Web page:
|7-11-16 Education in the News|
The Record--Christie cancels Fair Lawn forum to campaign with Trump
Governor Christie has canceled a Monday forum in Fair Lawn where he was expected to promote his new school-funding plan to instead campaign with Donald Trump.
Trump spokeswoman Hope Hicks confirmed that Christie will travel with the presumptive Republican nominee on Monday. Trump is scheduled to make a “speech on veterans reform” in Virginia Beach, Va.
In the aftermath of the fatal shootings of five Dallas police officers Thursday, Trump canceled a Friday event in Miami in which Christie was expected to appear. Hicks provided no other details about Monday’s event.
Brian Murray, a spokesman for Christie, said that the forum “is being rescheduled, not canceled.” He added, “In response to the tragedy in Dallas many schedules were adjusted over the past few days.”
Trump recently has met with and campaigned with politicians cited as short-list contenders for vice president, including former House Speaker Newt Gingrich and Iowa Sen. Joni Ernst, in advance of the Republican National Convention in Cleveland this month. Ernst effectively took herself out of contention after the meeting.
Christie, who is leading Trump’s White House transition team, has been rumored for several months to be on the short-list. Trump has said Christie is in contention for some high-ranking position, but has declined to say what it may be.
Christie’s office announced the cancellation of the Fair Lawn event on Saturday evening, six hours after Trump announced his speech in Virginia.
By DUSTIN RACIOPPI |State House Bureau | The Record| July 9, 2016
Star Ledger--How Christie's school funding plan could affect your property taxes
TRENTON — Gov. Chris Christie's proposed school funding overhaul could produce property tax relief from as much as $4,500 for the average homeowner in Glen Ridge to a little as $5 on average in Mount Ephraim, according to state data.
Across New Jersey, 368 towns would see property tax reductions including 90 municipalities that would experience at least $2,000 in average household savings, according to an analysis released by the governor's office.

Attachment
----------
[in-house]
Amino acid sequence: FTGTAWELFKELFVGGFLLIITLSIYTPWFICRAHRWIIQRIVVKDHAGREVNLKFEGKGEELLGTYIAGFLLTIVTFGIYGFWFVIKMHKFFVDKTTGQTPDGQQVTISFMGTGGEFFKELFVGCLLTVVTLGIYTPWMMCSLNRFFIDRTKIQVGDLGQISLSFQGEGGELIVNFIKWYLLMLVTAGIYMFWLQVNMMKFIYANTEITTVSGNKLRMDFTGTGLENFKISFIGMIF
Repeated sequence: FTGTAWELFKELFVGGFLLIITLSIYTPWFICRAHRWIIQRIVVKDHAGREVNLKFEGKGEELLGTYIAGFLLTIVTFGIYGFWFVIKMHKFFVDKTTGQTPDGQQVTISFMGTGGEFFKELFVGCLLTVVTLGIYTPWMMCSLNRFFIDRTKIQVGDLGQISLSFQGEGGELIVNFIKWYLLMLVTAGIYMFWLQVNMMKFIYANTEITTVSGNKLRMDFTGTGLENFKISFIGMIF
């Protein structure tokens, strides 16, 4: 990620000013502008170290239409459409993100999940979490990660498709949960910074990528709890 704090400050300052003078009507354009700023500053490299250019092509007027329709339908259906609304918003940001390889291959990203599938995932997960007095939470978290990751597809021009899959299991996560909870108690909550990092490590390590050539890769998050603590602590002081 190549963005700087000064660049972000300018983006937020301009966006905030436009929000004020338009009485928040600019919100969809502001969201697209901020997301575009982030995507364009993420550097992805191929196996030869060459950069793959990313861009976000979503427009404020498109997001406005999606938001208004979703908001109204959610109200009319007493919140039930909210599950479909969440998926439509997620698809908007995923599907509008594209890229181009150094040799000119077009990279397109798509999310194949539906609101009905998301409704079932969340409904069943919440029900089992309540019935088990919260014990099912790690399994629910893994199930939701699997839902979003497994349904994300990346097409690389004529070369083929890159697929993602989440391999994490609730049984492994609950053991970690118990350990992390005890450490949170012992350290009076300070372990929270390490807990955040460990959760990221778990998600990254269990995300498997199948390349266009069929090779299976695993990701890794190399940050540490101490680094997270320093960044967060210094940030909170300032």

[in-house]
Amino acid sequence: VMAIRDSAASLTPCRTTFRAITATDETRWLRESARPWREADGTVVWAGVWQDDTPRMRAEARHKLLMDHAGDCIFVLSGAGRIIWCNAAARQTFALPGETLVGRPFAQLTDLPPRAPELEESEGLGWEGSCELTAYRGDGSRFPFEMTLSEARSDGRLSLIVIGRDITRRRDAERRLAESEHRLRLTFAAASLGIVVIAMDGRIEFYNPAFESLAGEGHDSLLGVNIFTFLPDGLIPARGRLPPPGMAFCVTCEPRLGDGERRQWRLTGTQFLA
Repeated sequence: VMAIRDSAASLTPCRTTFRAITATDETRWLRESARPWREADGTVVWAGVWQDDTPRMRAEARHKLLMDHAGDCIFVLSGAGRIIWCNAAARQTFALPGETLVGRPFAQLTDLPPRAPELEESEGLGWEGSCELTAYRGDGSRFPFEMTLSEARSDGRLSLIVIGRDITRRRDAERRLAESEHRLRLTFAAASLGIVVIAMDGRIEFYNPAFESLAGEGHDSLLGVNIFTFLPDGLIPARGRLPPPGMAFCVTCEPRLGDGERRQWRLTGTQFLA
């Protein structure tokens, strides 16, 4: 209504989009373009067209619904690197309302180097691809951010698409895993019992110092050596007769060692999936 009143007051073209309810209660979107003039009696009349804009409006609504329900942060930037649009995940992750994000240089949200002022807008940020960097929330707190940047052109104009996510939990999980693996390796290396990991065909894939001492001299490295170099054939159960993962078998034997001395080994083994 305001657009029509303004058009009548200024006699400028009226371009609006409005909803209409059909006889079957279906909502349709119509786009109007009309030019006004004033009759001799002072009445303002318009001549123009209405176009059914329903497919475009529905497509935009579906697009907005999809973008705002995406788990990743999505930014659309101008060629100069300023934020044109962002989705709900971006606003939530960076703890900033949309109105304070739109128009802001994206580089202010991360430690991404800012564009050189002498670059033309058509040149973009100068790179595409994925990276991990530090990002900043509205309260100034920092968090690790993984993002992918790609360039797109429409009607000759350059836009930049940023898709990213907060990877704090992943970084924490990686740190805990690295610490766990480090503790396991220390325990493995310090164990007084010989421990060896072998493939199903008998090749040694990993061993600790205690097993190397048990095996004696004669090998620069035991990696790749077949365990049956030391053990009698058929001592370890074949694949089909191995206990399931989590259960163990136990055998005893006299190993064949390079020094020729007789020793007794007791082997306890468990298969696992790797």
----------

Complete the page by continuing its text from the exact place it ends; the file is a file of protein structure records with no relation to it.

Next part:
The relief from New Jersey's highest-in-the-nation property taxes would be widespread and substantial according to the state's calculations: A $4,262 reduction for the average homeowner in Mountain Lakes, $3,339 in Montclair and $3,268 in Mendham Township, all without any reduction in local services.
But that scenario — one that governor declined to explain the math behind — wouldn't come without consequences.
In promoting the plan, Christie's office makes no mention of the towns that would not see tax relief. For those 145 municipalities, the ramifications could be devastating, an NJ Advance Media analysis found.
Stephen Stirling and Adam Clark | NJ Advance Media for NJ.com |on July 11, 2016 at 7:00 AM, updated July 11, 2016 at 7:32 AM
NJ Spotlight--At NJ Spotlight Roundtable, Competing Visions of How to Fix Public-Pension System
Heated discussion leaves little room for common ground; former governor says situation may need federal intervention
It’s been well over a year since the New Jersey Supreme Court invalidated a key component of a bipartisan state benefits-reform law, throwing new doubt on the future of the $71 billion public-employee pension system.
Yet a dispute between Gov. Chris Christie and Democratic legislative leaders about what to do in response has now dragged on into this summer.
Christie wants to make drastic changes, including freezing current pension funds and slashing public-worker health benefits. Democrats and unions instead want to ask voters this fall to write into the state constitution a guarantee that the state will soon begin making the full pension contributions, as calculated by actuaries.
Both ideas were put under the microscope for a few hours on Friday during an animated panel discussion hosted by NJ Spotlight.
John Reitmeyer | July 11, 2016
Garden State Coalition of Schools